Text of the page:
James J. Valentini has served as Dean of Columbia College and Vice President for Undergraduate Education since September 2011. Affectionately called “Deantini” by Columbia undergraduates, he has been a member of Columbia’s faculty since 1990. Under his leadership, Columbia College is developing a strategic plan and recently launched its first campaign devoted exclusively to Columbia College students and faculty. The College has also initiated the Presidential Global Fellowship, offering a funded summer study abroad experience to rising sophomores, and expanded its commitment to entrepreneurship, joining the Columbia Startup Lab and sponsoring the Columbia Venture Competition's Undergraduate Challenge.
As the chief academic and executive officer of the College, Dean Valentini’s central focus is to support and develop the College so that students and faculty have the best possible experience. The dean oversees the College curriculum, which includes the Core Curriculum as well as the academic and programmatic services and policies that contribute to the undergraduate experience inside and outside of the classroom. He is a member of the Executive Committee of Arts and Sciences, which has major decision-making authority for the Arts and Sciences and its constituent schools. He frequently attends student events and hosts meals with students to discuss their undergraduate experience.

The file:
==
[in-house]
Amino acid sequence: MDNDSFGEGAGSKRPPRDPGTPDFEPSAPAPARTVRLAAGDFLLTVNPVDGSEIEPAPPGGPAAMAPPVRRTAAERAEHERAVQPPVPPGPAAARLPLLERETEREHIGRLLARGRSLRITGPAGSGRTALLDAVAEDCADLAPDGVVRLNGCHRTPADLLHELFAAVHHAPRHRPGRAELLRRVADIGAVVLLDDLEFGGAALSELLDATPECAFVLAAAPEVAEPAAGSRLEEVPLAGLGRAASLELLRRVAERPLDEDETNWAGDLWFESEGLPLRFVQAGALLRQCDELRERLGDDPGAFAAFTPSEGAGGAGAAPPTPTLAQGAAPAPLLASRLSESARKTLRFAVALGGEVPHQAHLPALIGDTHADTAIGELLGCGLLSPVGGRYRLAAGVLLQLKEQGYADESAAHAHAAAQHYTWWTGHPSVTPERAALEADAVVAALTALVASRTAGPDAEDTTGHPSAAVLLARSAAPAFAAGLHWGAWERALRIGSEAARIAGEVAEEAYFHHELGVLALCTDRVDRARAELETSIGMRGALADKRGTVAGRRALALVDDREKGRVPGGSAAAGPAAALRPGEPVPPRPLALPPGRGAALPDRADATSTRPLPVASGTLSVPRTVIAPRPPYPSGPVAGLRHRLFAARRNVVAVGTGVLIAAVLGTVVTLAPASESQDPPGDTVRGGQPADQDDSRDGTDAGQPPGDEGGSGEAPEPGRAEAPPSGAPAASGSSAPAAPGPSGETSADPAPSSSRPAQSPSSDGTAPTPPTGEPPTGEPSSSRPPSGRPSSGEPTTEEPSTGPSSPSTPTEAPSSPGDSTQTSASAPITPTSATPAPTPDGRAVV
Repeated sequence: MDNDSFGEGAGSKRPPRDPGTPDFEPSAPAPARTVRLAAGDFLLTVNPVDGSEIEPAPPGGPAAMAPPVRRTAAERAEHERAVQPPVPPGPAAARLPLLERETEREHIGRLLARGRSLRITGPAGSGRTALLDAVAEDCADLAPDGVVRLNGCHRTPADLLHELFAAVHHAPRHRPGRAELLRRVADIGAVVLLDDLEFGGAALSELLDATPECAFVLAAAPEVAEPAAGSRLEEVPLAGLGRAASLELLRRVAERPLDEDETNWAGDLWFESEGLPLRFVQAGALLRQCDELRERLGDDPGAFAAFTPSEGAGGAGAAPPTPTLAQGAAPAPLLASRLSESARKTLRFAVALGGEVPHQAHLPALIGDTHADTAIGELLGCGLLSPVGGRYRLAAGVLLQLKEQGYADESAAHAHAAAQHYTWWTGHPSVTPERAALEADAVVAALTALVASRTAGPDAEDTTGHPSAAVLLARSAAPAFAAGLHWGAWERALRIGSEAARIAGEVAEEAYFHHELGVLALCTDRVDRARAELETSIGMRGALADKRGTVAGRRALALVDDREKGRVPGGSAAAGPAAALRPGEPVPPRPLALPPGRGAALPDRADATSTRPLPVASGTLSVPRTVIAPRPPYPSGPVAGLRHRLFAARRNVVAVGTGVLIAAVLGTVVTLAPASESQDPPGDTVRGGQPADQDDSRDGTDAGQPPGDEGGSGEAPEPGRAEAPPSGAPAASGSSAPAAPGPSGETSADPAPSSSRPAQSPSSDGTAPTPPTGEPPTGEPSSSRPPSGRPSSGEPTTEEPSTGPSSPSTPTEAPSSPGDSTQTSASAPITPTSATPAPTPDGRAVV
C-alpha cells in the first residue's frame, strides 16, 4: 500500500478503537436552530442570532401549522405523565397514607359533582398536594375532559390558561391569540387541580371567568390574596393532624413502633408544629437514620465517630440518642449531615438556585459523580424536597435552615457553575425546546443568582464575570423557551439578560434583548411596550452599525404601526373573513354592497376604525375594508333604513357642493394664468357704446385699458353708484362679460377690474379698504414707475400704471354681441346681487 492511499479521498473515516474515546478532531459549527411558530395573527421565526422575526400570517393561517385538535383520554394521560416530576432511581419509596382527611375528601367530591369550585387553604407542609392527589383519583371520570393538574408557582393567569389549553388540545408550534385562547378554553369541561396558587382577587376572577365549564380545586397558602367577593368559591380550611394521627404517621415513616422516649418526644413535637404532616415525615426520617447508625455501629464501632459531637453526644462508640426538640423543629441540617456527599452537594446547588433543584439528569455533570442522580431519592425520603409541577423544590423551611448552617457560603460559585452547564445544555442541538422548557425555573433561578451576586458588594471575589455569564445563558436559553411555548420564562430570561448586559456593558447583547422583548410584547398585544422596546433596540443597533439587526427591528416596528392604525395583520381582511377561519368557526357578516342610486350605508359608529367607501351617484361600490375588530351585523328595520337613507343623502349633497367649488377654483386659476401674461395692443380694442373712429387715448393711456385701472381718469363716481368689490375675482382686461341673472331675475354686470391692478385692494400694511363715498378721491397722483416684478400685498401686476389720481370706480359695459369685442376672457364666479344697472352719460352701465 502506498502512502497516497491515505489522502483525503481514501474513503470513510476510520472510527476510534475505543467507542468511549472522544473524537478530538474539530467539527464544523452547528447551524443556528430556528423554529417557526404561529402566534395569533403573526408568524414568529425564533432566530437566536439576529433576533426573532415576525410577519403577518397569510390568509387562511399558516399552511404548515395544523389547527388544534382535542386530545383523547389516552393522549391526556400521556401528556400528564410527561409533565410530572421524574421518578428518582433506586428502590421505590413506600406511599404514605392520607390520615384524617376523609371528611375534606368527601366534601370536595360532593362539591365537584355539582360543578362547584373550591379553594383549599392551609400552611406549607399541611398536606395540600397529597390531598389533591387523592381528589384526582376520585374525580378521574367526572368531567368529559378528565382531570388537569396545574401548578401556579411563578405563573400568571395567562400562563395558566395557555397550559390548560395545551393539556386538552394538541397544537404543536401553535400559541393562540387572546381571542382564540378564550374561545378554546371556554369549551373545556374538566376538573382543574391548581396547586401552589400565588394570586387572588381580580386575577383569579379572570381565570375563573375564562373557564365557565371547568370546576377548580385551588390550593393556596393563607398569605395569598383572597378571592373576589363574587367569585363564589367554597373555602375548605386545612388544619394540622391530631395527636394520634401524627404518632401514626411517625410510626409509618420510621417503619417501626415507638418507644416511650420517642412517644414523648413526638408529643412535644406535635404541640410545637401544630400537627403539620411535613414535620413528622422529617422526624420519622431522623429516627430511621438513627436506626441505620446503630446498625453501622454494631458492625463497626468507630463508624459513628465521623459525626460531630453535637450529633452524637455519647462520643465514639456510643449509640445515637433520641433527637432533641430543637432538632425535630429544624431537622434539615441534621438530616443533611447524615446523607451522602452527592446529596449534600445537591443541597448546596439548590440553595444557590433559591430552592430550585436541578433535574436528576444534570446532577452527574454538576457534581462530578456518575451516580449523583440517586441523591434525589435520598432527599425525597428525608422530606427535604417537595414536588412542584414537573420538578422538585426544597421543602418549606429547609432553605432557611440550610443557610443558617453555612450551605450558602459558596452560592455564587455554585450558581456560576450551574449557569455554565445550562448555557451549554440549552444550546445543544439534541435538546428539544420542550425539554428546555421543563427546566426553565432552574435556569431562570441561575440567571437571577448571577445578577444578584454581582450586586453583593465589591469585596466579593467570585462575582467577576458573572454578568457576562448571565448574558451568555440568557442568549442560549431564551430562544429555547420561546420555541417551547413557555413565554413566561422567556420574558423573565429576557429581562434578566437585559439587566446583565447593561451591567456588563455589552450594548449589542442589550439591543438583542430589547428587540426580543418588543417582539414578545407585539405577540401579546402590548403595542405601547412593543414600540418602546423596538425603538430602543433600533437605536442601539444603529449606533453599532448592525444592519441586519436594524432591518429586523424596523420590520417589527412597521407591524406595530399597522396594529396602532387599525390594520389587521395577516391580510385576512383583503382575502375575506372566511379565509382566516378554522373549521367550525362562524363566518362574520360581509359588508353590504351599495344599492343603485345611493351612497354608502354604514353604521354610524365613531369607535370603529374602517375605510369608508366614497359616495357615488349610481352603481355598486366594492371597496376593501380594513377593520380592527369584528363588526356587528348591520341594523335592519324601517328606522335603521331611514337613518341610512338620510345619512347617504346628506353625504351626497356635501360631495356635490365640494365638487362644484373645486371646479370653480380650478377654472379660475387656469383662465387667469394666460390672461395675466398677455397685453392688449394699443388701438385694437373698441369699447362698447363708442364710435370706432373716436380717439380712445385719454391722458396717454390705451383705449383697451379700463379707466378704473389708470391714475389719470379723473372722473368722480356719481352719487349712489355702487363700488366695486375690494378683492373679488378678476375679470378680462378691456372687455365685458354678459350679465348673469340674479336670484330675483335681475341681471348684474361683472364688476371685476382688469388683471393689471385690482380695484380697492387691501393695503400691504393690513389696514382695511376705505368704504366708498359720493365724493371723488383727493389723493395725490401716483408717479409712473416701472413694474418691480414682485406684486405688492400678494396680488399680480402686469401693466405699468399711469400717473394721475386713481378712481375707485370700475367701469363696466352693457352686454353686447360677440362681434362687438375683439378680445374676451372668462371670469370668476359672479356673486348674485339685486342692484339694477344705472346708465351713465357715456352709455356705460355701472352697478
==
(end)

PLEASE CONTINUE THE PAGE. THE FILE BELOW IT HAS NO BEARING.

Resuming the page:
Before becoming dean, Dean Valentini served as chair of the chemistry department and director of the chemistry department’s Undergraduate Studies Program. He also served on numerous College and University committees focused on curriculum matters, undergraduate affairs, alumni relations, and faculty governance, diversity and tenure, and was instrumental in creating
the Science Research Fellows program.
Dean Valentini earned his B.S. in chemistry from the University of Pittsburgh, his M.S. in chemistry from the University of Chicago, and his Ph.D. in chemistry from the University of California, Berkeley, and completed postdoctoral work at Harvard. Before coming to Columbia, he was a member of the research staff at Los Alamos National Laboratory and a professor of chemistry at the University of California, Irvine. He has taught many undergraduate and graduate chemistry lecture courses and developed and taught research seminars for first-year students and seniors. He is a fellow in the American Physical Society and the American Association for the Advancement of Science.